Teacher: Drawing a model really helps me understand what math I need to do to solve a problem. Let’s draw a model to represent this problem. We know that the older lion weights more, so his bar should be longer, right? [draws and labels the older lion’s bar] That means the younger lion’s bar should be shorter. [draws and labels younger lion’s bar] And you guys told me the problem is asking for the difference. [adds the difference with a question mark]
Now we can plug in the numbers from the problem.
Notice that what I’ve described is very scripted. I want students to hear my mathematical thinking, and I’m teaching them the mechanics of drawing the model. But it’s important to let students use the tool to solve problems. Think how the models would look for these variations of the problem:
There are two lions at the zoo. The weight of the younger lion is 379 pounds. That’s 135 less than the weight of the older lion. How much does the older lion weigh?
There are two lions at the zoo. The weight of the older lion is 514. That’s 135 more than the weight of the younger lion. How much does the younger lion weigh?
Remember, our goal is for students to be able to use strip diagrams to solve new types of problems, so once they understand and can use the model, we have to give them new types of problems to solve without scripted instruction.
More examples of strip diagrams
Let’s take a look at a few more problems from the same test. Each of these problems had pretty dismal results.
This first problem is what we in Texas call a gridable. That means it’s not multiple choice—students have to write and bubble in their answers. A lot of times students will miss gridables due to calculation errors. But I’m pretty sure that’s not the case here. I doubt they miscalculated 4 x 5. What that means is that 38% of the 3rd-grade students in Texas did not recognize this as a multiplication problem. They likely added 4 + 5. Teaching keywords could be the culprit. Students see the word total in the problem, and they’ve been taught that total means addition. Teaching keywords basically gives students permission to not read and understand the problem—just find the keyword and plug the numbers into the operation. Not a sound problem-solving strategy. Instead, we see how a strip diagram could be drawn to represent the problem.
Here’s another multiplication problem. You can see from the error analysis that only 52% of the 3rd-graders correctly answered this problem. Answers B and D are calculation errors. Can you figure out the error these students made? Doing so can help you prevent these types of errors by addressing them in your instruction. Answer choice C results from adding the two numbers, not multiplying. Again, we see the keyword total in the question. Drawing a model would not only help the students visualize the problem as multiplication, but it might also prevent calculation errors. Students who are not confident with the standard algorithm could solve the problem with repeated addition.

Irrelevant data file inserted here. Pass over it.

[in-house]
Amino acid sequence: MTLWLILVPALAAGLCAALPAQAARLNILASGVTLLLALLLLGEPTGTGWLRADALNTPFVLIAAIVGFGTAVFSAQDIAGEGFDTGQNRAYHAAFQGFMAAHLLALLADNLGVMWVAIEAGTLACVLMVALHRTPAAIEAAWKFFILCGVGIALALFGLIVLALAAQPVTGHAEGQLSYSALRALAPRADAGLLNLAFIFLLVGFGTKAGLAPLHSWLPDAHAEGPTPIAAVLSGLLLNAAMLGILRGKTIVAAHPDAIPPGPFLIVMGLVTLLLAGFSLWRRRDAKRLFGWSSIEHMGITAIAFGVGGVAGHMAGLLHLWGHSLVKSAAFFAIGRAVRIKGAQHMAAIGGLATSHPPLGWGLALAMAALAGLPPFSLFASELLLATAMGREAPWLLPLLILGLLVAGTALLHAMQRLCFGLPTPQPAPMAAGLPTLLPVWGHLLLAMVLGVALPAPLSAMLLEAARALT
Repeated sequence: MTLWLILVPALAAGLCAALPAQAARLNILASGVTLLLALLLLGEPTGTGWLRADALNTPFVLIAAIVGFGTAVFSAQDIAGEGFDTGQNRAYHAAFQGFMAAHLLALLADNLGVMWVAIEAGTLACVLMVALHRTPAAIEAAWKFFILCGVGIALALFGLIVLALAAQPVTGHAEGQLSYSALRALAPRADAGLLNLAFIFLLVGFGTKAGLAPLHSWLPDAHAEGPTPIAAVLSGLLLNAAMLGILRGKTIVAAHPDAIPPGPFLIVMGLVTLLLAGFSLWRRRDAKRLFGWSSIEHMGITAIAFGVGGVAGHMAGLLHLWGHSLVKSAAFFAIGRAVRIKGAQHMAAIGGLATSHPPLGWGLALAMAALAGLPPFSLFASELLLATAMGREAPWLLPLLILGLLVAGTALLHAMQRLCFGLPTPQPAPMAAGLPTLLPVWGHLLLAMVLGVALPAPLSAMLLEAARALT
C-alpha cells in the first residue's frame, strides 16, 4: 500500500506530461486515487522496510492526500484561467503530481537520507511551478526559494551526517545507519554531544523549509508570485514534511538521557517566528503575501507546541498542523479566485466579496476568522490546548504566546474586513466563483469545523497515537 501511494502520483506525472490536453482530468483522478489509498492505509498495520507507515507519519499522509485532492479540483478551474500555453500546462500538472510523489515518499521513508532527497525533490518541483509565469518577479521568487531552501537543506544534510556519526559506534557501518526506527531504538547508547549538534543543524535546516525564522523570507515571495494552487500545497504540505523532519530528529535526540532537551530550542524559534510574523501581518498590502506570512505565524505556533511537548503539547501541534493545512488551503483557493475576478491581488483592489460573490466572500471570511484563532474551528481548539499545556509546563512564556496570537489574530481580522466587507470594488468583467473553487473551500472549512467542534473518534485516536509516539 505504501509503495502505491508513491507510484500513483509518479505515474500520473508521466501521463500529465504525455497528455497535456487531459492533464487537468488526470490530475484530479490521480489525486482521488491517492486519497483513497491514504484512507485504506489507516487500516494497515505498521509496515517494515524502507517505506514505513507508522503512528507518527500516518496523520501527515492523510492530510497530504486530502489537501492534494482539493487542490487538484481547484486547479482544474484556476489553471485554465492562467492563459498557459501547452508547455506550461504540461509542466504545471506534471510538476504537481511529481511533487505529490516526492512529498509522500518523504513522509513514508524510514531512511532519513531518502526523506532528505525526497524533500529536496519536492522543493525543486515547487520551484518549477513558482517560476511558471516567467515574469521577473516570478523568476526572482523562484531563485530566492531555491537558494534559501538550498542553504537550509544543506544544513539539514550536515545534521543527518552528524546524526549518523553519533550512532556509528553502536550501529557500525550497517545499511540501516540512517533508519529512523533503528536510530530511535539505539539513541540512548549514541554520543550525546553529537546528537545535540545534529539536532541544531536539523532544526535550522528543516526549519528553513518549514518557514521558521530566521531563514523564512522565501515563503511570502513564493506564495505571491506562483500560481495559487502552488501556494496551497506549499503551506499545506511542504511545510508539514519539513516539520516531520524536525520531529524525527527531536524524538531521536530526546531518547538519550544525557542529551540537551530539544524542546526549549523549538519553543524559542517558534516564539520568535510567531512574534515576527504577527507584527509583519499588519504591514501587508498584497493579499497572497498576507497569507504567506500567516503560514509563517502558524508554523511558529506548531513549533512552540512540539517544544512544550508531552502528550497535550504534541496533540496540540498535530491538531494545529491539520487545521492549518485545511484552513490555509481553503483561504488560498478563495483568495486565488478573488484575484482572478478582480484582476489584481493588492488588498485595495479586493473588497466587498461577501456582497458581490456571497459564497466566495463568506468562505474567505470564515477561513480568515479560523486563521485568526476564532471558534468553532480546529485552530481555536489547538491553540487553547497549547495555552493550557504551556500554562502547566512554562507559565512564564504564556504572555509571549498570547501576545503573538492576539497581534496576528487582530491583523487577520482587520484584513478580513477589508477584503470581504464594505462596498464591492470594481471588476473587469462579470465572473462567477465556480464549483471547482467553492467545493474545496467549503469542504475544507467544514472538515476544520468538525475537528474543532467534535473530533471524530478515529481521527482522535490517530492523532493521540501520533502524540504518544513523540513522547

Last one and it’s a doozy! Look at that error distribution. When it’s spread out like that, it usually means the kids just didn’t have a clue and guessed. There’s a lot going on here. How could we help students tackle a problem like this?
First, of course, is drawing a model. We see that this is a part/whole problem with three parts, one of which is missing. If you looked carefully at the wrong answers, answer choice F was adding all three numbers. Pretty hard to look at this model and think you’re supposed to add all three numbers.
Aside from model drawing, however, students should learn to write equations to match their models. That’s really the other thing that was hard about this problem. They weren’t asked to solve the problem, just find the correct way to solve it.
Strip diagrams have to be presented to students as a problem-solving tool and they have to be used consistently. Yes, it takes longer for students to draw strip diagrams to represent their problems, but it should be an expectation. That means we probably need to assign fewer problems to allow students the time to draw their strip diagrams.
The labels are a must! If students can’t label their numbers, it’s a huge red flag. Work with those students in small groups to help them develop comprehension skills.
Students who say they know the answer without drawing a strip diagram should be reminded that we draw models when the problems are easy so we can use them as a problem-solving tool when the problems get harder. And if a large percentage of students can really solve the problems without drawing models are we challenging them enough?
So there you have it. Have I sold you on having students draw strip diagrams? Do you have tips of your own to share? I hope you’ll sound off in the comments.